L  Emirates partners with South Africa as local airlines struggle

September 1, 2022. 

The minister of tourism, Lindiwe Sisulu, has announced a partnership with middle eastern airline Emirates as domestic flight capacity remains constrained. 
    At a media briefing, Sisulu said that during a visit to Dubai, bilateral agreements were made with Emirates to give it access to South Africa’s domestic routes while the airline promotes South Africa abroad. 
    Sisulu said government is in a code-sharing agreement with the airline and has since signed an MoU to grow the tourism market in South Africa. 
    In the earlier part of August, Sisulu met with AASA following reports relating to shortages of airline seats and the rising cost of flight tickets. She said that the failings of domestic airlines affect the tourism industry directly – and the tourism industry is eager to help. Read more...

  L       IATA News 2022 

In brief 

  L  July 2022 IATA Air Passenger Market Analysis 
Published September 7, 2022. IATA Economic Reports.

Strong passenger demand
African airlines' passenger demand surges again at 84.8%%

African airlines saw an 84.8% rise in July RPKs versus a year ago. July 2022 capacity was up by 46.7%, while the load factor climbed by 15.5 percentage points to 75.0%, the lowest among regions...Read more...  

  L  July 2022 IATA Air Freight Market Analysis 
Published September 7, 2022. IATA Economic Reports.

Cargo volumes falter         
Africa's air cargo volumes decrease by 3.5%

African airlines saw cargo volumes decrease by 3.5% in July 2022 compared to July 2021. This was significantly slower than the growth recorded the previous month (5.7%). Capacity was 2.2% below July 2021 levels...Read more...  

  L       Environment News 2022

In brief 

  L  Big increases in overseas flight prices to SA loom as EU, UK green taxes expand

August 8, 2022. Carin Smith for Fin24.com.

South African flight prices to Europe, the UK - and eventually the rest of the world - could climb by up to thousands of rands unless something is done to counteract the effects of various emissions taxes, an expert has warned.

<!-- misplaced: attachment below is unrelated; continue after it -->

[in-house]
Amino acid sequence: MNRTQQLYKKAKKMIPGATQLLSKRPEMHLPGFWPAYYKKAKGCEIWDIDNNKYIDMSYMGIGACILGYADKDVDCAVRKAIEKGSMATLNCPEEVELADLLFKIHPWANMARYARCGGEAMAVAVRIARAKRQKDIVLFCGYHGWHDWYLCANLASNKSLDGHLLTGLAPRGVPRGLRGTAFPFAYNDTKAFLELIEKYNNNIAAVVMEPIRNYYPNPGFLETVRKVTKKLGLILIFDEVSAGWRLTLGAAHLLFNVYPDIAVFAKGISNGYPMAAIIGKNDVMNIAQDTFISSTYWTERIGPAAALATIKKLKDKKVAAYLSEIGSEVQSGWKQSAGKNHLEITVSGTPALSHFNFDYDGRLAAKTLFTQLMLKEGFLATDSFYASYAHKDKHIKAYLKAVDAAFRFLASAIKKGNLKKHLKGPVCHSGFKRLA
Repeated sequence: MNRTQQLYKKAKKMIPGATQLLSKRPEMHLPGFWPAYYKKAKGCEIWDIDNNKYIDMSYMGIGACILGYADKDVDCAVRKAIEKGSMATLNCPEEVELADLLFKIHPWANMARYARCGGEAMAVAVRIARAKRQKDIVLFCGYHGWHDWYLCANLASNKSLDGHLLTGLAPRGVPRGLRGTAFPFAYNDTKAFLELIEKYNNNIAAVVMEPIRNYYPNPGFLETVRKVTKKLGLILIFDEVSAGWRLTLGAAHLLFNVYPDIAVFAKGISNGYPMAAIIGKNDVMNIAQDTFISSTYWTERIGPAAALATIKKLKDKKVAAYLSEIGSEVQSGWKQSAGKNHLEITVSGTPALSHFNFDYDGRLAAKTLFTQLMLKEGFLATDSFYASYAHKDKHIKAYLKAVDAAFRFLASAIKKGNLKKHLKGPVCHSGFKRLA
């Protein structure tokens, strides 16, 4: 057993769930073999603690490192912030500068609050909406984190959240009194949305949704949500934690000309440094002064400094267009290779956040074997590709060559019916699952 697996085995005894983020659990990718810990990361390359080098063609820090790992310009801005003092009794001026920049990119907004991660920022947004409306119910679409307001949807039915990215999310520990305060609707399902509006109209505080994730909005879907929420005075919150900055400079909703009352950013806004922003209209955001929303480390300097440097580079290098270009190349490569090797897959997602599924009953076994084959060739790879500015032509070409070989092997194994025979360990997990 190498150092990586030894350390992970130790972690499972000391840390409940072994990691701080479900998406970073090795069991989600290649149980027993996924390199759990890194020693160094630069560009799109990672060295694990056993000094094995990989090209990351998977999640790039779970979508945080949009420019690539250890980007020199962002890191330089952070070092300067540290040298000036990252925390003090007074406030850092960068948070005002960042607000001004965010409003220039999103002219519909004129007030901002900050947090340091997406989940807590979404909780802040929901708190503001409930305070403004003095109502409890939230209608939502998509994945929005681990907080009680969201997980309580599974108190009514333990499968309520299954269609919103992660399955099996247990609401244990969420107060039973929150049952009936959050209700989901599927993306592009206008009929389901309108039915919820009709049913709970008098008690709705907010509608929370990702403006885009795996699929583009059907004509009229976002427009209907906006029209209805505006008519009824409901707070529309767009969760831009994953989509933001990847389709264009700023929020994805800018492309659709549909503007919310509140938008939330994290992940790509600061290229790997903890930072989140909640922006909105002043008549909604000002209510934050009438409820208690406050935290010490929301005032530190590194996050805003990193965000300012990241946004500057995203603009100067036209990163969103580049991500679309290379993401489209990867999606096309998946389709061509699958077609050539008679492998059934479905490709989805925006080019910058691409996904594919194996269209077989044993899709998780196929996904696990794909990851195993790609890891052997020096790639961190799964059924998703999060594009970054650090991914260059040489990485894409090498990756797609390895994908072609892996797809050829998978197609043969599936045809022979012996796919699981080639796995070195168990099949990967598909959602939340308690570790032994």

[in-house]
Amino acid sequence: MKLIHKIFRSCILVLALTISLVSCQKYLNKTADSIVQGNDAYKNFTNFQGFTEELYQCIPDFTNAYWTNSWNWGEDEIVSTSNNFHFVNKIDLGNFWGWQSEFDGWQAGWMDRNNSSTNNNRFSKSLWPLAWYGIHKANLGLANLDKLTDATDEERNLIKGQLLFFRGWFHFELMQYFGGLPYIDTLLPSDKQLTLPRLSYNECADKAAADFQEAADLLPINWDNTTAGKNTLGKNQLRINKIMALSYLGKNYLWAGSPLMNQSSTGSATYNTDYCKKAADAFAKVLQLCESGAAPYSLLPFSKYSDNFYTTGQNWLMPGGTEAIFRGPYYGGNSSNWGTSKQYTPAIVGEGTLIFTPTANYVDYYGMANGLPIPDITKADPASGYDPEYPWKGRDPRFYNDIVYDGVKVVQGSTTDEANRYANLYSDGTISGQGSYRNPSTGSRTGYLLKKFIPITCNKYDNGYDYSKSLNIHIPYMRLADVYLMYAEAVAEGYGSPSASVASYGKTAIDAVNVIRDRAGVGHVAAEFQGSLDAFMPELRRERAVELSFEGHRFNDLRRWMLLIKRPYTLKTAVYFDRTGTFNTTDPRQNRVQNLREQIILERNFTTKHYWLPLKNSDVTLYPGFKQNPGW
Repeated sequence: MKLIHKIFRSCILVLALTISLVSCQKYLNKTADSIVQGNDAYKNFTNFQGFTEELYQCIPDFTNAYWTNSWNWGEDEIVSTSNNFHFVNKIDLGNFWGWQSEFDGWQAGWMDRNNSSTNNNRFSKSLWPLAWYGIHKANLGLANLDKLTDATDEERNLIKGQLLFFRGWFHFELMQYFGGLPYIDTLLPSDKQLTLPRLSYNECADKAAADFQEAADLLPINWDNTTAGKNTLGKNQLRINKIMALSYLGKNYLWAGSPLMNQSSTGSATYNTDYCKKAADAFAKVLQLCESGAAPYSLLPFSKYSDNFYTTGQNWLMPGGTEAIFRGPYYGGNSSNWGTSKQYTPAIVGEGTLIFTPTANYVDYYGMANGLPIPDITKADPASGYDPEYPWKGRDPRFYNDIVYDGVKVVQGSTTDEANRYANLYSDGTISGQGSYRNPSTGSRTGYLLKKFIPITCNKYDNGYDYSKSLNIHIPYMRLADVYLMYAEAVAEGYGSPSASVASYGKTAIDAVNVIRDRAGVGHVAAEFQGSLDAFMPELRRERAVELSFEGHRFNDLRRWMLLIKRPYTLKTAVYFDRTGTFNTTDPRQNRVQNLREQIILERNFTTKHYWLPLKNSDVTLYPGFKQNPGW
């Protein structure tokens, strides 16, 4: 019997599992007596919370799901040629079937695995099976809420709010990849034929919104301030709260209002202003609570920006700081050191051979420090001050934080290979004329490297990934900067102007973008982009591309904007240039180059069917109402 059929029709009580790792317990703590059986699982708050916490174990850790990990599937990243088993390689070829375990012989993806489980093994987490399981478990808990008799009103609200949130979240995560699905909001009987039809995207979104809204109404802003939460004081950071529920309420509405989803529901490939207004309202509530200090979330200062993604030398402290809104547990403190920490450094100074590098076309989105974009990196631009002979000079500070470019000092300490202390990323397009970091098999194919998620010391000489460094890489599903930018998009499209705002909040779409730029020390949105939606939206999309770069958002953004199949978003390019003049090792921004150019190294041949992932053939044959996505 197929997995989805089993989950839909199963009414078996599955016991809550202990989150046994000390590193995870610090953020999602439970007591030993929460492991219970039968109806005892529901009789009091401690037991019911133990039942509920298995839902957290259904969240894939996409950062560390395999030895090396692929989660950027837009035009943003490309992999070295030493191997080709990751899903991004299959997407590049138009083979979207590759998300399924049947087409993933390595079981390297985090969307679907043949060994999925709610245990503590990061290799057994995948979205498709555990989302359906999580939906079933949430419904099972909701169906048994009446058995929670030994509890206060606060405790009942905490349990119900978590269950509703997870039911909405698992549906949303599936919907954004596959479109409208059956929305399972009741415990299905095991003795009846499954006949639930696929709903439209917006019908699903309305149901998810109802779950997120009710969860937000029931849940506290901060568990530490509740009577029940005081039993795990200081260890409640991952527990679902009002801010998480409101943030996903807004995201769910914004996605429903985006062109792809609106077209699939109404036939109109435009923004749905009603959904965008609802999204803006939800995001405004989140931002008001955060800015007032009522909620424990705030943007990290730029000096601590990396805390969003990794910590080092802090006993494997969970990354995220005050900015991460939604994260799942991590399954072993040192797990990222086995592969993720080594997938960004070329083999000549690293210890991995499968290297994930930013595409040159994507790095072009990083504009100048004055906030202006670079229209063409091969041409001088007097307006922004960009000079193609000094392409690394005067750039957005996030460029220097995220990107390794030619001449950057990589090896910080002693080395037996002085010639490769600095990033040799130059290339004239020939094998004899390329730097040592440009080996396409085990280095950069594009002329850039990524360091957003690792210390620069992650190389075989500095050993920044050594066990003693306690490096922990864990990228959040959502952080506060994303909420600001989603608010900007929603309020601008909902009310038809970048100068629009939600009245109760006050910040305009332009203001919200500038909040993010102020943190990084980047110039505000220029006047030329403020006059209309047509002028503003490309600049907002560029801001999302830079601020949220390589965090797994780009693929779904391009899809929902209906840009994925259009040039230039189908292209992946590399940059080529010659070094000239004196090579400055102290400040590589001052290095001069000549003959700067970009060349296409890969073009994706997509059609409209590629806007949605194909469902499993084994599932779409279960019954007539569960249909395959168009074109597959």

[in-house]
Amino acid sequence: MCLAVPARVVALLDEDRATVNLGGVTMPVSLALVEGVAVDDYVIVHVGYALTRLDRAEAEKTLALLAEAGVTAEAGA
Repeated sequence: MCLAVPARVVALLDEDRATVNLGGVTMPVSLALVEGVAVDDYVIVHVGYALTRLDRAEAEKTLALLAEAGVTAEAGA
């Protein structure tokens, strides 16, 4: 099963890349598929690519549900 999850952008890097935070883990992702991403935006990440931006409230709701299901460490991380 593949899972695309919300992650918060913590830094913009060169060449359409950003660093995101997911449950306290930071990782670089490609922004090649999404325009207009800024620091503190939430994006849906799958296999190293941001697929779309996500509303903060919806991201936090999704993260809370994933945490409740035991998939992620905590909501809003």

The European Union's Emissions Trading Scheme (ETC) system is currently only in force on flights within the EU, but the bloc is pushing to extend the system to cover all flights to or from EU destinations, or that route through EU airspace, regardless of where the flight originates or terminates. 
    From 2027, all countries have to participate in this Carbon Offsetting and Reduction Scheme for International Aviation (CORSIA). Some countries - such as Botswana, Zambia and the UK - have chosen to already implement CORSIA, while SA are amongst the countries choosing not to do so yet.
    This increasing global focus on aviation sustainability could put SA at a disadvantage and even favour east Africa as a more attractive hub for air traffic into the rest of the continent, says Dr Ian Cruickshank, environmental and wildlife specialist for AASA.
    He expects the southern African region will be severely impacted by environmental regulations in the aviation industry based on flight distances. Flights to SA are about four hours longer than to Nairobi, for example, from Europe. Passengers will be taxed on the distances flown or amount of time their flights are generating carbon emissions.
    But Cruickshank also foresees that, if the EU expands its ETS wider than just within its own borders, other countries could, in turn, take retaliatory action and add carbon taxes of their own.